# $X_n$ can converge in probability to a random variable $X$, but not converge pointwise

How a sequence of random variables $$X_n$$ can converge in probability to a random variable $$X$$, but not converge pointwise for any point of the domain?

A sequence of random variables $$X_n$$ converges in probability to $$X$$ if for all $$\epsilon > 0$$ $$\lim_{n\rightarrow \infty}\mathbb{P}(|X_n-X|\leq \epsilon)=1$$

Intuitively, $$X_n$$ is considered close to $$X$$ when $$|X_n-X|\leq \epsilon$$; therefore, $$\mathbb{P}(|X_n-X|\leq \epsilon)$$ is the probability that $$X_n$$ is close to $$X$$. But I can't see how to get any information for pointwise convergence from that.

Besides, if the random variables viewed as functions which are not converging pointwise then what does the convergence refer to?

It will be great help if anyone provide a solution which will be self-contained, as I am learning this subject (measure-theoretic probability) by my own.

• your question has been studied before here at MSE. One nice posting that is the following one Jul 8 at 13:30
• Nice thread @OliverDiaz. Could you help me with that " if the random variables viewed as functions which are not converging pointwise then what does the convergence refer to?" Jul 8 at 13:58
• The stance of real valued random variables (measurable functions) on a probability space $(\Omega,\mathscr{F},\mathbb{P})$, denoted by $L_0(\mathbb{P}$), admits a pseudo metric $d$ given by $d(X,Y)=\mathbb{E}[\min(1,|X-Y|)$. Under this pseudo metric, convergence in probability is equivalent to convergence in $d$. Jul 8 at 14:13
• Convergence in probability means that for every epsilon, the measure of the sets where $X_n$ is far away from its limit tends to zero. These measurable sets need not be related (pointwise), they just need to small. This is how the counterexamples are constructed anyway. Jul 8 at 14:30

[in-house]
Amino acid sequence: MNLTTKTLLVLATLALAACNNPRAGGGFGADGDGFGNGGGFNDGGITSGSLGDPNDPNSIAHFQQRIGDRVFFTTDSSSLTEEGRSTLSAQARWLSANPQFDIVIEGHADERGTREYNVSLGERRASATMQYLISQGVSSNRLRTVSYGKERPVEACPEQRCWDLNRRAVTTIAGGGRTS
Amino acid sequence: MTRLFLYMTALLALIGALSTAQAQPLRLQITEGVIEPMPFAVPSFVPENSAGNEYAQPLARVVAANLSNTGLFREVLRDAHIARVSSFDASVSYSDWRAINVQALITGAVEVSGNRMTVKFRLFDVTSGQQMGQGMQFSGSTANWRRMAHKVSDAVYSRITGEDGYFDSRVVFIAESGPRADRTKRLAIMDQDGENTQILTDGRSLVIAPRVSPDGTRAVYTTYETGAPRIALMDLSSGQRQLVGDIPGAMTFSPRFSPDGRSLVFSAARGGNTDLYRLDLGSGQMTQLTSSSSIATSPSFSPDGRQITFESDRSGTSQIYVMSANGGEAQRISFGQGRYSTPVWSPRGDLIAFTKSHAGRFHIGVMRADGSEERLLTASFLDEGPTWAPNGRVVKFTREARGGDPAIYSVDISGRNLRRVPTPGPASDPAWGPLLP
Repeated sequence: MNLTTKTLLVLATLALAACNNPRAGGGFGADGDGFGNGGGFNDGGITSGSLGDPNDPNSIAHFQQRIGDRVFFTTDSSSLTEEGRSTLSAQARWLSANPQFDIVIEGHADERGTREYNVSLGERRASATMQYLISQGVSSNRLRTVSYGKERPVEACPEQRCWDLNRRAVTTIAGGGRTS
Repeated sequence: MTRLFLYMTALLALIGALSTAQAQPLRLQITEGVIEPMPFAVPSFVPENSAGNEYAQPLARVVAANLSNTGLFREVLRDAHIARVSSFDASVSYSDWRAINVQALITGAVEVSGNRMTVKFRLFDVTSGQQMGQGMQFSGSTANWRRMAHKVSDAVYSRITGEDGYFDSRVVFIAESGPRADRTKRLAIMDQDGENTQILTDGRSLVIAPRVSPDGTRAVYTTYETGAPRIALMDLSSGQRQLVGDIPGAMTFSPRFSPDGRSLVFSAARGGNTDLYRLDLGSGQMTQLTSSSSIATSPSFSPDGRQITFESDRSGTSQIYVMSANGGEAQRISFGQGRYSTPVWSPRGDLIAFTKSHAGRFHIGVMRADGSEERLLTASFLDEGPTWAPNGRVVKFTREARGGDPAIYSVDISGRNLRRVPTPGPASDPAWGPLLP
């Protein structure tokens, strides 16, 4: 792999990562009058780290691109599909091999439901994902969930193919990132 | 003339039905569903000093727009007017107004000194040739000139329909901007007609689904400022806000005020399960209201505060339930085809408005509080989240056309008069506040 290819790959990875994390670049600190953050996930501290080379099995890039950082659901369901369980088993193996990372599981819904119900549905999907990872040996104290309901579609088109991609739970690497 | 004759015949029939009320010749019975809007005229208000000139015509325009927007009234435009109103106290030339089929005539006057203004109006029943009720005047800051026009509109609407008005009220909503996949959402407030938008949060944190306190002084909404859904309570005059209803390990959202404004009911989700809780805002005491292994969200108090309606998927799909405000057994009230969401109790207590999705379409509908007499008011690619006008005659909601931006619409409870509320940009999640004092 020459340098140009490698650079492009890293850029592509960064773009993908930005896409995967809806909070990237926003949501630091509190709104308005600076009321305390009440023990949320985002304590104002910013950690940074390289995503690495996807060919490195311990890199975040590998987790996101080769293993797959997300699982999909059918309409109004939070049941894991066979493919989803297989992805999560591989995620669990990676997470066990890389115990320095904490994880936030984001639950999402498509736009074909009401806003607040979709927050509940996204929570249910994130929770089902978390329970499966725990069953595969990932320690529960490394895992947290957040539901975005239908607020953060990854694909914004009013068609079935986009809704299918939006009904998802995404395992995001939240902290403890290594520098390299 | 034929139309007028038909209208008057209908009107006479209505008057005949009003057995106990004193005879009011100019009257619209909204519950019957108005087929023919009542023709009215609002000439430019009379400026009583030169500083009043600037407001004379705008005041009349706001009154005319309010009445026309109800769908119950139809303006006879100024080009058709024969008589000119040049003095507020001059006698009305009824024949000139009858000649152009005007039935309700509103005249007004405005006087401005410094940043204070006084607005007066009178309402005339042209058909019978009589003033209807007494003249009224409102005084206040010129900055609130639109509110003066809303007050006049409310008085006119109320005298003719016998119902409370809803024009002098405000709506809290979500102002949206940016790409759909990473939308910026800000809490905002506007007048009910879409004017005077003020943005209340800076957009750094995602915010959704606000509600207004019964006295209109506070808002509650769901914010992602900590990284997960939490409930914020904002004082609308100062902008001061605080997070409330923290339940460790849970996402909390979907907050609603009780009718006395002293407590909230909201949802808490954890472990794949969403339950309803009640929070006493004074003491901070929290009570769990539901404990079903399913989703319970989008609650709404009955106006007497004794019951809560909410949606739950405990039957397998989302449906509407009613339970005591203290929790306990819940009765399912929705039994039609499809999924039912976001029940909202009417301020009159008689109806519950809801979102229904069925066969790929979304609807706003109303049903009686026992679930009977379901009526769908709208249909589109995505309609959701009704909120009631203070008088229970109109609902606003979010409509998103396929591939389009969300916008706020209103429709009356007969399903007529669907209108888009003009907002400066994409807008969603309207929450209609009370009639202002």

• nice intuitive explanation @WillM. Could you explain convergence almost surely like that? Jul 8 at 14:35

Here is a simple counterexample. Let $$\{X_n\}_n$$ be a sequence of independent rv's taking only the values 0 and 1 with probability $$\left\{1-\frac{1}{n};\frac{1}{n}\right\}$$ respectively.

It is evident that $$X_n\xrightarrow{\mathcal{P}}0$$ but, using B.C. II you get

$$\sum_{n=1}^{\infty}\mathbb{P}[|X_n|>\epsilon]=\sum_{n=1}^{\infty}\frac{1}{n}=\infty$$

Thus the sequence does not converge a.s. and thus it does not even converge pointwise

• Aha, I forgot Borel–Cantelli lemma, thanks, @tommik. Could you help me with this "if the random variables viewed as functions which are not converging pointwise then what does the convergence refer to?" I was really struggling the convergence of probability theory analog with function convergence. Like what the analog of almost surely convergence in function? Jul 8 at 13:17
• @falamiw Convergence in probability is convergence in measure. Convergence almost surely is convergence almost everywhere. See this page of Folland's book that has a table of translations: google.com/… Jul 8 at 22:08
• Thanks, @Mason. It clear some of my confusion. Actually I am studying this subject by my own which seems pretty hard. Because I haven’t taken any measure theory course, All I did is real analysis 🙂. It will be great help if you can suggest me a book where theories are explained in details. Jul 9 at 6:49
• @falamiw "Measure Theory and Integration" by Michael Taylor and "Real Analysis: Modern Techniques and Their Applications" By Gerald Folland are good for me so far. I am studying by myself. I use Taylor's book as the main text, and read Folland to clear my doubts and get another perspective. Jul 9 at 18:58
• Thanks, @Mason. I really like "Real Analysis: Modern Techniques and Their Applications" By Gerald Folland. As it go through all the topics which I need to learn. Jul 10 at 16:23